Recently, former news anchor Gretchen Carlson received a $20 million settlement with Fox News along with an apology; moreover, Fox CEO, Roger Ailes, the man who caused her dismissal, resigned. The result of this employment law dispute is far from typical. One commentator noted that governments and private corporations nationwide, including in Florida, seldom punish managers who mistreat employees. Retaliation has apparently overtaken race discrimination as the most prevalent claim filed with the Equal Employment Opportunity Commission.
Sadly, a significant number of workers stay in jobs in which they are victims of bullying and retaliation because they need the money. Retaliation accounts for nearly half of all EEOC complaints and often involves whistleblowing workers or those who file complaints about discrimination. Even employees participating in investigations related to employment discrimination are sometimes bullied. Firing, demoting, harassing or any other form of retaliation against employees are illegal labor practices.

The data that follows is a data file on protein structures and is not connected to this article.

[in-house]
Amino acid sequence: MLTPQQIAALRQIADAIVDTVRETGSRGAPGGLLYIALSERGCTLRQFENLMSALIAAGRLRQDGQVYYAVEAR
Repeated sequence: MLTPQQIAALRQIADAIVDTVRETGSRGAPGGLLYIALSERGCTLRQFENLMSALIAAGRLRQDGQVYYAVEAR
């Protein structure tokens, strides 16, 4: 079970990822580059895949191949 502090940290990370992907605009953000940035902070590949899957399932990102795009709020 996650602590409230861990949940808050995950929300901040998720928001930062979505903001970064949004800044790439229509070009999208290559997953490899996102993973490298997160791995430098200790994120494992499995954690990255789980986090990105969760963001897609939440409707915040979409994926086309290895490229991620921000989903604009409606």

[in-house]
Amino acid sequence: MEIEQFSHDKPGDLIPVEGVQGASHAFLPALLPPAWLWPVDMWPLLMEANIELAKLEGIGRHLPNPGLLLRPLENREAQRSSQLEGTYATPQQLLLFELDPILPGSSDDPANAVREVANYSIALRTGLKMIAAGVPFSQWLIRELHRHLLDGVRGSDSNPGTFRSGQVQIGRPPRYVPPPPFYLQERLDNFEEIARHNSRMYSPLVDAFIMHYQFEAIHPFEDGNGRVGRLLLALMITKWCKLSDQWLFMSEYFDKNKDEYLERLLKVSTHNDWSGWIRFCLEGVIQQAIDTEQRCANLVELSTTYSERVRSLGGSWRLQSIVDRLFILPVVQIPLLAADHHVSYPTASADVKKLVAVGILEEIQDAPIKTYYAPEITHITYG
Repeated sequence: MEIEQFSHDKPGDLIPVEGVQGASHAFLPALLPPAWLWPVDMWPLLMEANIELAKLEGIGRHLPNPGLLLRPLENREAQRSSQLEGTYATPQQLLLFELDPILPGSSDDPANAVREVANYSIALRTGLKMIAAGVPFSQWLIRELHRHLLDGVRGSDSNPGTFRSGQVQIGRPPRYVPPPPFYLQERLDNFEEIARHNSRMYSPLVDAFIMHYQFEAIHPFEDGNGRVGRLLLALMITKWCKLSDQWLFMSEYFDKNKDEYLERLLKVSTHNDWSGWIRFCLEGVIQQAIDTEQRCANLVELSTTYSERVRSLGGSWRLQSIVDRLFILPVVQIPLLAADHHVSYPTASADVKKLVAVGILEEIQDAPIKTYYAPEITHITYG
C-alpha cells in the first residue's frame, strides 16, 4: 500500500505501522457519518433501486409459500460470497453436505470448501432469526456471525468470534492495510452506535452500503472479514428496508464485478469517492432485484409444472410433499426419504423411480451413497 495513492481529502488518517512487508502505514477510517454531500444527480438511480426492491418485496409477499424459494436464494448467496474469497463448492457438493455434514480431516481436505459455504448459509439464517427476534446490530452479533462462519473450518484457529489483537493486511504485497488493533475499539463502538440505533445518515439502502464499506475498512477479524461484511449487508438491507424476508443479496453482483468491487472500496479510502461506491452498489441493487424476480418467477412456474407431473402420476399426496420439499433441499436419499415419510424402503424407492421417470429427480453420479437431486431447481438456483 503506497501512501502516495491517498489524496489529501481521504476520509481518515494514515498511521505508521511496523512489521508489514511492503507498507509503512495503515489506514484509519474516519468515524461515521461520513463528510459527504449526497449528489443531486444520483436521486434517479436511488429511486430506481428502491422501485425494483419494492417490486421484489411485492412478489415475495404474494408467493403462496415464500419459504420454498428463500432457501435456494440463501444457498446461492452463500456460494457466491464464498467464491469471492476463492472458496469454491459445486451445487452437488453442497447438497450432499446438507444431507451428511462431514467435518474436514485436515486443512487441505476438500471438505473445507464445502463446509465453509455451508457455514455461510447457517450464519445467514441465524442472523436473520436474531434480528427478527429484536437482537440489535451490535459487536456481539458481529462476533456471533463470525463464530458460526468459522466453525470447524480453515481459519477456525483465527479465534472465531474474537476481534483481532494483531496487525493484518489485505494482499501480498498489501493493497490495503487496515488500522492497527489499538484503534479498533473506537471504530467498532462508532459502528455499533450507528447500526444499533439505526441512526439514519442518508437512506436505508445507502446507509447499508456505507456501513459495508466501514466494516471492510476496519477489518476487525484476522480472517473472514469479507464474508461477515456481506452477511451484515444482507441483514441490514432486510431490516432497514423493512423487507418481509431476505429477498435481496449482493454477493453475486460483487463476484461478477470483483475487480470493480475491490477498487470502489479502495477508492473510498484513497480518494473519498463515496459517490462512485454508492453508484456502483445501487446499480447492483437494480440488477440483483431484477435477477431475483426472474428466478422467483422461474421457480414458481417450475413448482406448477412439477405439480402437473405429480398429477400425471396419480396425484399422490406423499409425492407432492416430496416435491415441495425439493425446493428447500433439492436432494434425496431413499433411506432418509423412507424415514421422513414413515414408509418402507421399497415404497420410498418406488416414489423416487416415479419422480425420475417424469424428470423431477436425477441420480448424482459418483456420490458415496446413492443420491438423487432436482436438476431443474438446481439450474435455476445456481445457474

An EEOC attorney says those inclined to retaliate can be incredibly creative because they want to disguise their intentions. Typical tactics include bad evaluations, demotions, assigning undesirable tasks and, in many cases, alienating colleagues. It is suggested that victims of such actions save printed copies of nasty emails, keep notes and save anything that can document claims of retaliation.
It is never easy to work under demeaning circumstances caused by discrimination or retaliation. Victims of labor law violations are entitled to pursue claims seeking full accountability from those believed responsible. In Florida, a seasoned employment law attorney can help navigate a claim at the state or federal level. Economic damages and lost benefits and opportunities may be awarded in a successfully presented case.
Source: npr.org, "Advice For Dealing With Workplace Retaliation: Save Those Nasty Emails", Yuki Noguchi, Sept. 14, 2016